The chamber for the system was constructed here in Ponca City by M J & H Fabrication, Inc. which is located in the Ponca City Airport Industrial Park. It will be part of a “Contained Burn Chamber” destruction method in which the chamber will be connected to an environmental system that is state of the art — there is only one other system like this in the world and that is in Denmark.

M6 will be loaded into the chamber and burned. The gas that comes from the burn will be sent through the environmental system. As a result of the environmental system, the release of gas into the environment is claimed to be as clean as hospital air, says the Louisiana National Guard in a press release. It adds that the design and manufacture of the chamber and system has been accomplished in a record amount of time. What normally takes two years has been expedited to less than a year to construct due to the nature of the emergency.

Gary Harvey, president of M J & H, says the company contracted to build the chamber in March and began shipment on Friday. He states the chamber is being ground transported first to the Port of Catoosa, where it will then be moved for water transport to Louisiana for installation at the prepared destruction site.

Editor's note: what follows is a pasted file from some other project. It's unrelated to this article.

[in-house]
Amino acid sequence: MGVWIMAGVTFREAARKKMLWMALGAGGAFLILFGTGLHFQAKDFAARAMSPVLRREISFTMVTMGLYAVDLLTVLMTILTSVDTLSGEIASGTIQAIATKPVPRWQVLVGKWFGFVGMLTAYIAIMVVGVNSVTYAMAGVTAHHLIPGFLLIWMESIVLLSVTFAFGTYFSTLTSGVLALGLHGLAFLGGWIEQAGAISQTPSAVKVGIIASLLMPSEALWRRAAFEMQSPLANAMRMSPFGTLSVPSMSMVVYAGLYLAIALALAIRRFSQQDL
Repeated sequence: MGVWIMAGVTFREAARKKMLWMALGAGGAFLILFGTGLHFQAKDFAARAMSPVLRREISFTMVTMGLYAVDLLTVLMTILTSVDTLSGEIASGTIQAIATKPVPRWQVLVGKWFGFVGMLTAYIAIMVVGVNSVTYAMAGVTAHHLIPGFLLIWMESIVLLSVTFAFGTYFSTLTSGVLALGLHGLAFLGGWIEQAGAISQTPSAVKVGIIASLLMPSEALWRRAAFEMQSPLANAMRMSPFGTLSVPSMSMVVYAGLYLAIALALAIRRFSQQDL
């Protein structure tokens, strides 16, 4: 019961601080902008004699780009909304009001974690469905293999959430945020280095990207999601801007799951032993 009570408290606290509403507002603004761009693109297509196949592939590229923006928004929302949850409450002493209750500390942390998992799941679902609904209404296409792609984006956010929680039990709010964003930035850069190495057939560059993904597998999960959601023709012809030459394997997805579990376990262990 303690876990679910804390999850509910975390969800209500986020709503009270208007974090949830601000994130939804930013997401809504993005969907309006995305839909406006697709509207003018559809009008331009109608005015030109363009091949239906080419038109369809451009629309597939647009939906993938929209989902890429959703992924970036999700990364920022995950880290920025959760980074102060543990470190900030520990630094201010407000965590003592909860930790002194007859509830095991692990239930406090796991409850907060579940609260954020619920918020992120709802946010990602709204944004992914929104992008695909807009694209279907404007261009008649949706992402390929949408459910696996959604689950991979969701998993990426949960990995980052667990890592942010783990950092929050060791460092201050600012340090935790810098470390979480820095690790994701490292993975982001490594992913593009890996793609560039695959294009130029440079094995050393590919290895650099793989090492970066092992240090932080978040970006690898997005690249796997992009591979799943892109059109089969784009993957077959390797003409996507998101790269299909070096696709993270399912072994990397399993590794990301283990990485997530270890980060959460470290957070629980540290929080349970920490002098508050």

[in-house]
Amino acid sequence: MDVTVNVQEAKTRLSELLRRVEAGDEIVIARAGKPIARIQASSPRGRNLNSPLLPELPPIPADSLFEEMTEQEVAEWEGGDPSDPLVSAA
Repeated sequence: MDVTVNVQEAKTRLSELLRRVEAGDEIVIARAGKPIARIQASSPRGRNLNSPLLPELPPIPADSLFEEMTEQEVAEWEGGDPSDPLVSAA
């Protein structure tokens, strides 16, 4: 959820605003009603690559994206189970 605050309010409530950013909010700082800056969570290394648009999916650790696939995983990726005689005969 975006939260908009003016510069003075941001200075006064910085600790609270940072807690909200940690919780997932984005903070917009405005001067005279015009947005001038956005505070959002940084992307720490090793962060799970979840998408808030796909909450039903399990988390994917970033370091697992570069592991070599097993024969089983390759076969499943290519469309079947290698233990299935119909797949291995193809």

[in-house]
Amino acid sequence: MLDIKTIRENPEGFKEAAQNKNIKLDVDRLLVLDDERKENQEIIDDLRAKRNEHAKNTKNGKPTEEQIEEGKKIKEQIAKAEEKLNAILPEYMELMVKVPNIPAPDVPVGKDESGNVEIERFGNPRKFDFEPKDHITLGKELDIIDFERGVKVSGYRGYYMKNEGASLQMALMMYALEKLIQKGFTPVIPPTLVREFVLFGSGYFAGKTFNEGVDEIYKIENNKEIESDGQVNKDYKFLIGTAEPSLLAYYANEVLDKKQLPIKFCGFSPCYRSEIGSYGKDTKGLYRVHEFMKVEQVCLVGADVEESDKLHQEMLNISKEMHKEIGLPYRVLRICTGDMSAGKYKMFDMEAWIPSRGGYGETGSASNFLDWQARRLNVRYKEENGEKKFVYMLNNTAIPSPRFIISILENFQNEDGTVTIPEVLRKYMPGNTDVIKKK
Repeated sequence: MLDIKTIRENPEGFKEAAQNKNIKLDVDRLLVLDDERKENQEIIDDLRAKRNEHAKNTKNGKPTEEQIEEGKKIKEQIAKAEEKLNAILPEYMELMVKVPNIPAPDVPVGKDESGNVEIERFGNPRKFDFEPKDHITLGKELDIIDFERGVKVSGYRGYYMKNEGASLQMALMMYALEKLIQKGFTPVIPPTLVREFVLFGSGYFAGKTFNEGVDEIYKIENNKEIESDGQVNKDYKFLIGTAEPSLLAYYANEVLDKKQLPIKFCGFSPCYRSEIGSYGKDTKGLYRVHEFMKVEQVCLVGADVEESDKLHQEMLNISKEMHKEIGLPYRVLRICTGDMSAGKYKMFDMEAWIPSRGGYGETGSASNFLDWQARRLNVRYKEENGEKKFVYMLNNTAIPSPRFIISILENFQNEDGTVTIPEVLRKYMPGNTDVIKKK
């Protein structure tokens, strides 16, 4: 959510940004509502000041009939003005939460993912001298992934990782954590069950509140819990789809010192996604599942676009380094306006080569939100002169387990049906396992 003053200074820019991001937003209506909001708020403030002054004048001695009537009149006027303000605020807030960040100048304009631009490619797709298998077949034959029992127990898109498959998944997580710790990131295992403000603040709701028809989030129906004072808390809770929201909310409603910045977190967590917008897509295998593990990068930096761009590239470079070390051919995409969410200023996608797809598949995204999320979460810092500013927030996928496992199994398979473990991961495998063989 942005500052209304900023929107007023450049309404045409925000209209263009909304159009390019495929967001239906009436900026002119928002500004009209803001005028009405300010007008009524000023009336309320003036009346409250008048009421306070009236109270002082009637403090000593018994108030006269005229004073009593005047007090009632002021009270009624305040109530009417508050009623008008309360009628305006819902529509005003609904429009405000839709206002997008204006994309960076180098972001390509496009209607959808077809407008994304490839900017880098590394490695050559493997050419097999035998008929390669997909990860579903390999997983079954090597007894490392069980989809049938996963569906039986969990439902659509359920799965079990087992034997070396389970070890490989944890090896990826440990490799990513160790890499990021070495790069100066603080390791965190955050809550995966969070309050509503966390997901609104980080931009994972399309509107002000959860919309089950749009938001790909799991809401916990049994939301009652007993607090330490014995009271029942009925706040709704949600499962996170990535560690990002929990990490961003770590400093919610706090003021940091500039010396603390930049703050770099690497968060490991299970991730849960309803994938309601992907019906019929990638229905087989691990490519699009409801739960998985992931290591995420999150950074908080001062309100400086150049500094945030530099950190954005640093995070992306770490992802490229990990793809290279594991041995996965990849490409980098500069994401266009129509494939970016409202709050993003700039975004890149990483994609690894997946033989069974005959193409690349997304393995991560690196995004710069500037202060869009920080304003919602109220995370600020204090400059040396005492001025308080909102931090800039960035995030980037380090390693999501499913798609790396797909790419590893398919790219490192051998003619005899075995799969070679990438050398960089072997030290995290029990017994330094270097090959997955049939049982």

In the meantime, about three million pounds of more stable explosives have been removed from the Camp Minden property.

The State of Louisiana entered into a contract with Explosive Service International (ESI) on June 17, 2015, to conduct the destruction of approximately 15,687,247 pounds of M6 propellant and approximately 320,890 pounds of Clean Burning Igniter currently stored at Camp Minden, near Minden, La.

The initial contract was for $19,292,648 and may be increased to approximately $34-$35 million dollars. This is based on receipt of additional funding that comes from the U.S. Treasury’s Judgment Fund on behalf of the U.S. Army for the work.(See PROBLEM, Page 8A

 

)IT TOOK almost 12 hours Friday to move this 436,000 pound, 27.5 foot high and 180-foot long explosion chamber from the M J & H Fabrication, Inc. manufacturing facility on Hall Boulevard near Dorada’s, south on Waverly to U.S. 60 and then eastward to just across the New River Bridge into the McCord area of west Osage County. The massive vessel is headed to the port facility in Catoosa where it will then be loaded for water transport to Louisiana for final destination at an explosive destruction facility at Camp Minden, 28 miles east of Shreveport, La. (News Photo by Rolf Clements)